BSEE Completes Safety Review Visits to Shell’s Drilling Rigs, Capping Stack
BSEE Inspectors and Engineers Continue Reviews Ahead of Future Tests
As part of the Obama Administration’s commitment to safe and responsible offshore energy exploration and development, Bureau of Safety and Environmental Enforcement (BSEE) Director Jim Watson traveled to Portland, Ore., for a firsthand look at Shell’s capping stack–a key piece of safety equipment that Shell is required to have in position in the Arctic as part of BSEE’s heightened safety requirements. The capping stack is similar to the one that stopped the flow of oil from the Macondo well following the Deepwater Horizon explosion. BSEE engineers and inspectors will conduct tests on the capping stack system in the coming weeks.
“If the worst-case scenario happened and Shell experienced a blowout while drilling, this capping stack would be crucial to stopping the flow of oil and getting the well under control quickly,” said Director Watson. “Unlike with the Deepwater Horizon response, where one of these stacks had to be built from scratch, we are requiring Shell to have one built, tested, and ready to go immediately in the unlikely event that a disaster strikes. This is a critically important piece of equipment and a key requirement of our heightened environmental and operational safety standards.”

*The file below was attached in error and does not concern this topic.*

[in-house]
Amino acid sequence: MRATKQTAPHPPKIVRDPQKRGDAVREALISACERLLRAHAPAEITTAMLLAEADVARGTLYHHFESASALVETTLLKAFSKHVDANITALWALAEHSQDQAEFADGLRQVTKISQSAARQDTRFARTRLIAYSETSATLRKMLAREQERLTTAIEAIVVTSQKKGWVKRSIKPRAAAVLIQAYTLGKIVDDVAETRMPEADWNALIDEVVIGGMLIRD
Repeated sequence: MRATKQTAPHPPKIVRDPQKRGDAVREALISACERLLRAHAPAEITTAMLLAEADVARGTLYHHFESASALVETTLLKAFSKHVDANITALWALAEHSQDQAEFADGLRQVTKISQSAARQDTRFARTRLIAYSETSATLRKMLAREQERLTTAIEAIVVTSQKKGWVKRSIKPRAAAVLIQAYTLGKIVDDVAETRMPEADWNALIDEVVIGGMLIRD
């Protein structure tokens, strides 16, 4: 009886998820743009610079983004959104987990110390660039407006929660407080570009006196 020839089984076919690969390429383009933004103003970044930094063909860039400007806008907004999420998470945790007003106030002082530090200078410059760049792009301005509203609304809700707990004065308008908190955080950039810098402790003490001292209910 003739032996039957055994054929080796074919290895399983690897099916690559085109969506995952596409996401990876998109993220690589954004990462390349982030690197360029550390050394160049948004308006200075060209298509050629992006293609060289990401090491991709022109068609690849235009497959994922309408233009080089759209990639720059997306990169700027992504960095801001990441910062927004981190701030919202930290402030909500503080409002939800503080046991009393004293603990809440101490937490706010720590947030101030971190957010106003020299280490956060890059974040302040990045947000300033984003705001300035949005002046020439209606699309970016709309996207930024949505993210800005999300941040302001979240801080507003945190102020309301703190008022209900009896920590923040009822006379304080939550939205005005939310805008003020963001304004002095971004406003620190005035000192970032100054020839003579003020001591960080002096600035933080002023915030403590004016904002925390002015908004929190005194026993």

Watson was in Seattle, Wash., to visit the two drilling rigs that Shell has proposed using for exploration activities in the Arctic this summer: the Kulluk and Noble Discoverer. Both rigs are currently undergoing thorough reviews from BSEE engineers and inspectors, as well as Coast Guard safety inspectors.
“We have conducted inspections of the two drilling rigs,” Watson added, “but we are not making any determinations about their permit applications until all of our safety requirements have been met, including the successful deployment and testing of the capping stack and their proposed containment system.”
Shell has requested approval to drill two exploratory wells in the Beaufort Sea and three exploratory wells in the Chukchi Sea this summer. Earlier this year, BSEE approved Shell’s oil spill response plans for both the Beaufort and Chukchi Seas, but Shell must still seek and obtain approval from BSEE for well-specific drilling permits prior to commencing operations. If the drilling permits are approved, Shell will maintain the capping stack in a ready-to-deploy state on a vessel roughly mid-way between the proposed drill sites in the Beaufort and Chukchi seas, and conduct monthly tests on it to ensure it remains in good working condition.
In addition, on-water exercises and drills will be conducted and on-site inspections of oil spill response equipment will be required throughout the proposed drilling operation. BSEE will use its authority to conduct a variety of equipment inspections and deployment exercises, some of which may be unannounced, to validate the tactics, logistics, resource availability, and personnel proficiency identified and relied on in the approved oil spill response plans.
More information on the federal government’s preparedness and response coordination efforts is available at: Arctic Fact Sheet.